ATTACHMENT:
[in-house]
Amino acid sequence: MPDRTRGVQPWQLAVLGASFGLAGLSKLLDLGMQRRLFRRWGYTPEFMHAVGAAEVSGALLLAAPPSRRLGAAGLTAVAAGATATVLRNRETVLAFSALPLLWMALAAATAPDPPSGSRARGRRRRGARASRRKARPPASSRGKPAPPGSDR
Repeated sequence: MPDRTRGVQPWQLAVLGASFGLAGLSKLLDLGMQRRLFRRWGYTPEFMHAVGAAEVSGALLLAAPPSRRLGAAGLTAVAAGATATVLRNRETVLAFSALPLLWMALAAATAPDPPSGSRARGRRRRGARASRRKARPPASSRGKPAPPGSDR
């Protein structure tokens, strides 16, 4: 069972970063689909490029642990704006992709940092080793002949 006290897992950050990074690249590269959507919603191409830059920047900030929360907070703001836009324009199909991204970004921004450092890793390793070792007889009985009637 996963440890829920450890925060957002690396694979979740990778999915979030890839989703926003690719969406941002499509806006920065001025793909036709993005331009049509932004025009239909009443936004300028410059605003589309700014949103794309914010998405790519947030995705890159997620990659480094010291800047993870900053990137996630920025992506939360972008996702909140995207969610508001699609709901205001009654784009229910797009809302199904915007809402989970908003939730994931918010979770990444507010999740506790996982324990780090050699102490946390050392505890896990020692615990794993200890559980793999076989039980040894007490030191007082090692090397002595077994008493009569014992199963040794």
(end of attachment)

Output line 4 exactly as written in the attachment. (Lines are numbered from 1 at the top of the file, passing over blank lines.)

């Protein structure tokens, strides 16, 4: 069972970063689909490029642990704006992709940092080793002949 006290897992950050990074690249590269959507919603191409830059920047900030929360907070703001836009324009199909991204970004921004450092890793390793070792007889009985009637 996963440890829920450890925060957002690396694979979740990778999915979030890839989703926003690719969406941002499509806006920065001025793909036709993005331009049509932004025009239909009443936004300028410059605003589309700014949103794309914010998405790519947030995705890159997620990659480094010291800047993870900053990137996630920025992506939360972008996702909140995207969610508001699609709901205001009654784009229910797009809302199904915007809402989970908003939730994931918010979770990444507010999740506790996982324990780090050699102490946390050392505890896990020692615990794993200890559980793999076989039980040894007490030191007082090692090397002595077994008493009569014992199963040794």